Despite what Tchad said about people only doing well in this job who have a sort of "immediate mindfulness," which seems to be a nice way of saying "people who have no larger perspective on their lives and don't really notice or feel the fact that they're doing the same thing over and over," I've made a lot of large improvements in my life over the years I've worked for the Postal Service. I live in a better place. I've been in a better position to be a help to my kids. I met a really nice woman. Sticking it out has been worth it. I get regular raises merely by virtue of seniority, and these days I have a very nice route. A walking route, which I find preferable. (You freeze your ass in the wintertime on mounted routes.) I'm still tired at the end of the day, but a lot less so than I was before I knew how to eat right, how to keep my blood sugar up, before I got allergy testing (I have health insurance!) and before I understood how important it was for me not to drink and smoke. Sobriety may not be everyone's trip, but it is mine. Whatever problems there are with your routine/regimen show up in much starker relief when you walk all day.

I think that the thing I like most about being a mail carrier is that I'm not always jockeying for position (though it would be if I tried to go into management, which is why the relatively small pay increase isn't worth it for me). As long as I do the work, my income is taken care of. At the end of the day, I can work on my life.
posted by O. Bender at 11:27 PM on September 8, 2016 [6 favorites]

Response by poster: This followup is directed mainly at O. Bender, though of course anybody who thinks they have relevant advice is welcome to chime in:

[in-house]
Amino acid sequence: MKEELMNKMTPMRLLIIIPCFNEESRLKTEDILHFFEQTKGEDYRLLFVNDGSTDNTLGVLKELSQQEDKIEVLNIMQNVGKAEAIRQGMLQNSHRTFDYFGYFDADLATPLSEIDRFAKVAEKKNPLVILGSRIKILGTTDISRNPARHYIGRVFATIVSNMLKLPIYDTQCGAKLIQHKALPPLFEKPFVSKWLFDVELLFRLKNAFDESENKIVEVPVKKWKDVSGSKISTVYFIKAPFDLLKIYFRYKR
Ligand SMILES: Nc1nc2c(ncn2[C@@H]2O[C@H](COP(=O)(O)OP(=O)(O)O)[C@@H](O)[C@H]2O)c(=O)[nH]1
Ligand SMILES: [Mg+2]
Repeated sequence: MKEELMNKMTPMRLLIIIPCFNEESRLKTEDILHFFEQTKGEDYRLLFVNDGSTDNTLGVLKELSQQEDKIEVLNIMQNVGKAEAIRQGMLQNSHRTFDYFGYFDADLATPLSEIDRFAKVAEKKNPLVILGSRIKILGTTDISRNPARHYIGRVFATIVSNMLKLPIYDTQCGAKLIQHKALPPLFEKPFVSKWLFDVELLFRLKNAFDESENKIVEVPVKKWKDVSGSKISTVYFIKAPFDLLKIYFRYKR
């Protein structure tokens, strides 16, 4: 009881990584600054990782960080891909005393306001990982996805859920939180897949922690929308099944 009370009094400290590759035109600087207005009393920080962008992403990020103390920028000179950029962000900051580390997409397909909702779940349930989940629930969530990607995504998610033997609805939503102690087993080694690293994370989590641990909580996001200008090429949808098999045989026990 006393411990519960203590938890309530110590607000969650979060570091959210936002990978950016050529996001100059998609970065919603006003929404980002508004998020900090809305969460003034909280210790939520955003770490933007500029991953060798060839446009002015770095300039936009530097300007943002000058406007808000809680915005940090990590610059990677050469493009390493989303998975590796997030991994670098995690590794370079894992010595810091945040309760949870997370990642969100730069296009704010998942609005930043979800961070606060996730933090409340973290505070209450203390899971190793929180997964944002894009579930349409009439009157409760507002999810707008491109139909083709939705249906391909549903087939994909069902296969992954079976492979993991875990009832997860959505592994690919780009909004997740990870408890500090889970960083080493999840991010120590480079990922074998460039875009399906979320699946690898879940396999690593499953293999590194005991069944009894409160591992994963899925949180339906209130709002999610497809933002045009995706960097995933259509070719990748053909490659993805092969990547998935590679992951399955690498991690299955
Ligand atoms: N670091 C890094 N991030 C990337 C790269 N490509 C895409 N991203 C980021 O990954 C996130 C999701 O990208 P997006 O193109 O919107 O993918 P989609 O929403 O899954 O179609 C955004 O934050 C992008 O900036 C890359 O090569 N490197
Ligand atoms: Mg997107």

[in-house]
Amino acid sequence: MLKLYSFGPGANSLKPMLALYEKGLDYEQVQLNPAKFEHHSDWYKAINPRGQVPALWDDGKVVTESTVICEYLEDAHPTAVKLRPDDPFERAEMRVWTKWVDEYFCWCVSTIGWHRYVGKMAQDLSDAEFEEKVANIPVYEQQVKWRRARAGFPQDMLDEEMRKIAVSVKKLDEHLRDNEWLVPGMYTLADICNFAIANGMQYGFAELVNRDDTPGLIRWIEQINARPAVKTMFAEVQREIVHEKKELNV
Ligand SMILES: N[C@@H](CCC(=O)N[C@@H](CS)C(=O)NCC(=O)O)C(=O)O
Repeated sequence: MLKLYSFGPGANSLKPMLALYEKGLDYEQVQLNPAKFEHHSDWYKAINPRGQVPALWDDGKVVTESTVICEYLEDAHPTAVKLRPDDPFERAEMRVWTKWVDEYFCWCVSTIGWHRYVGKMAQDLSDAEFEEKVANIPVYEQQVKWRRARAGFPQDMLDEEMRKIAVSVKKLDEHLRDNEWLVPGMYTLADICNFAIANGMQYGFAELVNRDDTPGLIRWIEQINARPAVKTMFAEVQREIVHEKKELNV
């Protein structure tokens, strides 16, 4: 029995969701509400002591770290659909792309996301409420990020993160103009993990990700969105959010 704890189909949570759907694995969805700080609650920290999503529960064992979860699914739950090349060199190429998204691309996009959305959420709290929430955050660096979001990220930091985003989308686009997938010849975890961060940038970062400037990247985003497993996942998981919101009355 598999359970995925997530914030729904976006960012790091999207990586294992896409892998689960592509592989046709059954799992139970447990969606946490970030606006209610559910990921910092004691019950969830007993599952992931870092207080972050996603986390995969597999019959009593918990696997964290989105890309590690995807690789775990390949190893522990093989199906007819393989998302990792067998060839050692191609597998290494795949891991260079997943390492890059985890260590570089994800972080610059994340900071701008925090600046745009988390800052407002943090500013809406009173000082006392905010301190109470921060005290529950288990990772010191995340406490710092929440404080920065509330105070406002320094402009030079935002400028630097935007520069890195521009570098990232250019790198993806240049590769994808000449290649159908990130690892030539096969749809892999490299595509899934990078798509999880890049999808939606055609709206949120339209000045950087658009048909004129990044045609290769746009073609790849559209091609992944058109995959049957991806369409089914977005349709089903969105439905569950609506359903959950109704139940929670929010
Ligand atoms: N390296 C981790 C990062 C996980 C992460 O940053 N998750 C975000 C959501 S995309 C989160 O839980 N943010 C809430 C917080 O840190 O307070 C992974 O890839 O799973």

I know that you started under a somewhat different system than today's and you're on the other side of the country from me so I'll take what you have to say with an appropriate grain of salt (and I'm also hearing loud and clear the message that CCA ➡ carreer-track isn't necessarily as realistic here in Massachusetts) but do you mind saying how long you had to "stick it out" as a CCA before you made it to a permanent, full-time position?

I'm currently thinking that I'd be willing to put in a good year as a CCA and then re-evaluate from there. (I don't mean that I'd quit if I didn't get a career spot after a year, just that I'd reassess where I was at and where I felt like I was going with the job.) I'm willing to pay some dues, but I'm not interested in a neverending hazing ritual. I'm feeling like even though the CCA position isn't what I want, some of the positive aspects—which you helped remind me of in your comment, thank you—would make it worth giving it a serious shot nonetheless.

What in your experience is a reasonable amount of time to work as a CCA (or PTF, if you will) before transitioning to full time? Again, I know that there's likely a big difference between the Portland and Boston metro areas, but I think you're the only person in this thread who actively works as a mail carrier themselves, so I'm asking you. (Although, again, anybody with insight into this part of the question is more than welcome to share it.)
posted by Anticipation Of A New Lover's Arrival, The at 5:40 AM on September 9, 2016 [1 favorite]

I'm O. Bender's fiancé and we actually first met when he was the mail carrier for my work (although OK Cupid was what put us in touch to date.)

And he failed to mention he gets to pet lots of cats on his route! And that mail carriers have very sexy legs.
posted by vespabelle at 6:41 AM on September 9, 2016 [3 favorites]

Hey Anticipation--Things may not be the same in your area, but CCAs here are becoming regulars in 1-2 years.
posted by O. Bender at 8:04 AM on September 9, 2016 [1 favorite]